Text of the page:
Because of the kidney’s important role in processing medications, those in renal failure may not be able to use many pain relievers.

Pain is a common issue for people who have chronic kidney disease. In fact, 30 million adults in the United States have the disease. Of those, more than 70% report experiencing pain.

Treatment for pain in people with chronic kidney disease and the more advanced stage of the disease, kidney failure, is not always easy. Kidney failure (also known as renal failure) and kidney disease cause decreased kidney function. Chronic kidney disease and renal failure are also more common in older adults. This population often has reduced kidney function, too.

This combination of circumstances makes treatment with opioids difficult. That’s largely due to the fact that the impaired kidneys cannot properly clean waste products from the blood. With opioid use, this can lead to a buildup of chemicals from the drugs. Ultimately, this buildup may become toxic.

In this article, we’ll learn more about the use of opioids in renal failure, including which drugs can be safely used and which need more monitoring.

Repeated opiate and opioid use has been associated with reduced kidney function, according to research. This is typically the result of opioid or opiate misuse.

Chronic use of these pain medications can lead to a buildup of toxic byproducts. This can cause acute kidney injury. Ultimately, it may lead to side effects like confusion, nausea, and swelling around the body.

The long-term consequences of this use and damage to the kidneys can be chronic kidney disease and renal failure.

That’s why it’s crucial that people with chronic kidney disease and renal failure work with their doctor for adequate and proper doses. This way, using these medications will not increase the risk of damage to the kidneys.

Opioid use in people with renal failure has to be monitored closely. Renal failure and kidney disease affect how the body absorbs and metabolizes medications. There can be complications for people with renal failure that others might not experience. This includes toxicity and possible overdose.

Still, doctors can prescribe opioid pain meds to patients who have renal failure. These include:

  • Oxycodone: Oxycodone does not appear to cause toxic accumulations in people with renal failure. However, dosage adjustments may be required.
  • Hydromorphone: This drug, too, may require dosage adjustments, but it’s considered safe to use in people with renal failure.
  • Buprenorphine: This drug may be a good option because it produces fewer byproducts, but there isn’t as much data on its safety.

Follow your doctor’s prescription

Kidney disease and renal failure affect kidney function. Kidneys are responsible for breaking down and metabolizing medications. Therefore, people with kidney disease will experience different effects from medications than people with typical kidney function.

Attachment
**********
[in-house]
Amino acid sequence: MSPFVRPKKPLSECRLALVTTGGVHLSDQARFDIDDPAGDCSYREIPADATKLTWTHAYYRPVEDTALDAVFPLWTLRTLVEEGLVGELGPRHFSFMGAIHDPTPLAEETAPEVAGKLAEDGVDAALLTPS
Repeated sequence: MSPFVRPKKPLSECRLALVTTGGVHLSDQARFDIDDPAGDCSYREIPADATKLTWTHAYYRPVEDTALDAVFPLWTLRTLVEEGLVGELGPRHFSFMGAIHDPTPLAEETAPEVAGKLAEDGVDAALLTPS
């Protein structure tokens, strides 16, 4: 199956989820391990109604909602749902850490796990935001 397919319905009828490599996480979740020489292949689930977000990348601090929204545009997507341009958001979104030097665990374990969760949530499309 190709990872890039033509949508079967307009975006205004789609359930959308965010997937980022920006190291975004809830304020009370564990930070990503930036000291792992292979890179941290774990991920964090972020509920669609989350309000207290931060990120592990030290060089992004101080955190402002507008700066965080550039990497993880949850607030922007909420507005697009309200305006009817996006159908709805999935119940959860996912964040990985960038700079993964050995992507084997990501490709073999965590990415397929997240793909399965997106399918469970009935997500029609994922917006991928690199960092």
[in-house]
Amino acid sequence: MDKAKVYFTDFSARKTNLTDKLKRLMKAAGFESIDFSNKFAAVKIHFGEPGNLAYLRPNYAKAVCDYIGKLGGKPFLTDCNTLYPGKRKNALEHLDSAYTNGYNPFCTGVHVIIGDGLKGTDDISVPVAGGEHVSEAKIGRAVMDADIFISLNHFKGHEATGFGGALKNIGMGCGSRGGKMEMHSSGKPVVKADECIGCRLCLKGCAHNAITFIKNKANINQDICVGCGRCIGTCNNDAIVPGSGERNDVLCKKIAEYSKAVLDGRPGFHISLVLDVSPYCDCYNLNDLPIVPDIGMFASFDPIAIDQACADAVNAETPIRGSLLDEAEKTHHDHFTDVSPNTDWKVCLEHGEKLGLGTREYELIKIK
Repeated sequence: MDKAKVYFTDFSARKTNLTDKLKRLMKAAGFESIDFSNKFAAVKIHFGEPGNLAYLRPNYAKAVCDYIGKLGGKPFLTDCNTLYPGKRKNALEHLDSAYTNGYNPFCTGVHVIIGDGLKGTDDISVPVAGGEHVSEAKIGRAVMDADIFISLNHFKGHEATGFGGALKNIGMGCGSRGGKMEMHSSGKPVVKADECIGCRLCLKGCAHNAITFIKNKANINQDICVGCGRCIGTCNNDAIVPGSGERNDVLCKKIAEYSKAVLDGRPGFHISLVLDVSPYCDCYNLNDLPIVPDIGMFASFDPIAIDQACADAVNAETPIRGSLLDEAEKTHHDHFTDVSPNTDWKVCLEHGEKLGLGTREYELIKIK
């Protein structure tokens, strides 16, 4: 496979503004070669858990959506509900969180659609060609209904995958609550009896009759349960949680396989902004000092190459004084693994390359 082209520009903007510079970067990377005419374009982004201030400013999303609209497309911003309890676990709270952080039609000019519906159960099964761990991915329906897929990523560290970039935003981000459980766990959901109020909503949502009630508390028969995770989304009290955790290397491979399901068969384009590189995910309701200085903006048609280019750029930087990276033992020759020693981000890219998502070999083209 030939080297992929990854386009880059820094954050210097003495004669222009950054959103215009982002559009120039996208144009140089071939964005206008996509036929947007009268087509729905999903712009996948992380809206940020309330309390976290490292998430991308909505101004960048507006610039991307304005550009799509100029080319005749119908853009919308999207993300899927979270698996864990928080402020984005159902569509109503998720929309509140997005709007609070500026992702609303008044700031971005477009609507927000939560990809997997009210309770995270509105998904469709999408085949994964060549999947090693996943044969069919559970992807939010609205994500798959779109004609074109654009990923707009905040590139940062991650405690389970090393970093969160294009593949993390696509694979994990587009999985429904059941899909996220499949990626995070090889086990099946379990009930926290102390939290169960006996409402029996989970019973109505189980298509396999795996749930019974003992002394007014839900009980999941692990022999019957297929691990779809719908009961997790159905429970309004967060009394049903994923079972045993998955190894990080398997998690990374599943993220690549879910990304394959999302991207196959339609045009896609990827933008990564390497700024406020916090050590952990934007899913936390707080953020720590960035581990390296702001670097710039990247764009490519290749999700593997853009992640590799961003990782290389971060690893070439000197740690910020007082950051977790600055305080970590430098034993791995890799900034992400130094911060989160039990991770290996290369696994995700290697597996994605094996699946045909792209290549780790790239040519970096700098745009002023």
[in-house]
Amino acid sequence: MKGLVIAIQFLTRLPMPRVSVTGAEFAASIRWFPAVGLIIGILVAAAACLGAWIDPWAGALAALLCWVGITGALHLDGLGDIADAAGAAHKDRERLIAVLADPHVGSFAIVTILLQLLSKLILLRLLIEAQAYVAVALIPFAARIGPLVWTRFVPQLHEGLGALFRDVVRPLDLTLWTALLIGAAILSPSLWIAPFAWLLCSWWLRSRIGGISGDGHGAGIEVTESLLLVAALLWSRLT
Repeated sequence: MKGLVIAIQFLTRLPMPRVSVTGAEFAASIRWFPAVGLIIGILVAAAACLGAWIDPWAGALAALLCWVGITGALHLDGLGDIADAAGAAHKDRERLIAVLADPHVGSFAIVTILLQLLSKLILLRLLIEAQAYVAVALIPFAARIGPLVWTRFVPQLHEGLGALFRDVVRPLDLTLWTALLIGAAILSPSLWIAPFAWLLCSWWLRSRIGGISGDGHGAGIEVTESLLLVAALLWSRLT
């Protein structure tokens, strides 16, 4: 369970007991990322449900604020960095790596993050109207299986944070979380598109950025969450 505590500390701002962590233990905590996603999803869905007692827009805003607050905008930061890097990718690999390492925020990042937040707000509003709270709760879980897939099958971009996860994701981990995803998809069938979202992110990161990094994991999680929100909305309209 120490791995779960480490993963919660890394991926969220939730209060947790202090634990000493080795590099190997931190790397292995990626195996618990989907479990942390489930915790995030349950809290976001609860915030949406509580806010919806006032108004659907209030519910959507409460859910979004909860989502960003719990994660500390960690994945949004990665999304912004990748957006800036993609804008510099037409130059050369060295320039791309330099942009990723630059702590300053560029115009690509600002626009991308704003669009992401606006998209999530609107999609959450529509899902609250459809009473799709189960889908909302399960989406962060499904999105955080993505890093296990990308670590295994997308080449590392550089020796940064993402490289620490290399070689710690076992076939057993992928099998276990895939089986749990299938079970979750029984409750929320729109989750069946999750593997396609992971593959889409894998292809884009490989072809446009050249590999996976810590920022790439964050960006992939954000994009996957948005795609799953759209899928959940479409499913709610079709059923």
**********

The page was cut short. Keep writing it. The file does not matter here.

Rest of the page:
That’s why it’s important you follow your doctor’s instructions. Incorrect doses could cause side effects and serious issues like toxicity.

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People with chronic kidney disease have additional pain medication options than people in renal failure. That’s because their kidneys likely function well enough to process medications.

Toxicity remains a risk, however. It’s important to follow your doctor’s dosage instructions.

Pain medications for people with poor kidney function include:

  • Oxycodone: Dosage adjustments may be required to get to the safest possible dose.
  • Fentanyl: This opioid may be safe for people with end-stage kidney disease, but it’s not appropriate for people in renal failure or undergoing hemodialysis.
  • Methadone: This drug is less likely to cause accumulations in the blood that can lead to toxicity, so it’s considered safe for people with poor kidney function.
  • Hydromorphone: This opioid is considered safe for people with both chronic kidney disease and renal failure.
  • Buprenorphine: This drug is also less likely to cause toxic accumulations in the blood.

All of these drugs may require dosage adjustments to prevent toxic accumulations in the blood. Your doctor may prescribe greater intervals between doses to reduce the risk of overdose or toxic buildup.

People living with kidney disease and renal failure frequently experience chronic pain. Treatment for pain is possible.

Kidney disease impairs kidney function. In people with these conditions, the kidneys cannot process drugs in the same manner as they can if the kidneys were typical and healthy.

For that reason, doctors must carefully monitor people who have these conditions and take pain relievers. With proper treatment and careful monitoring, people with kidney disease and renal failure may be able to reduce their chronic pain and have a better quality of life.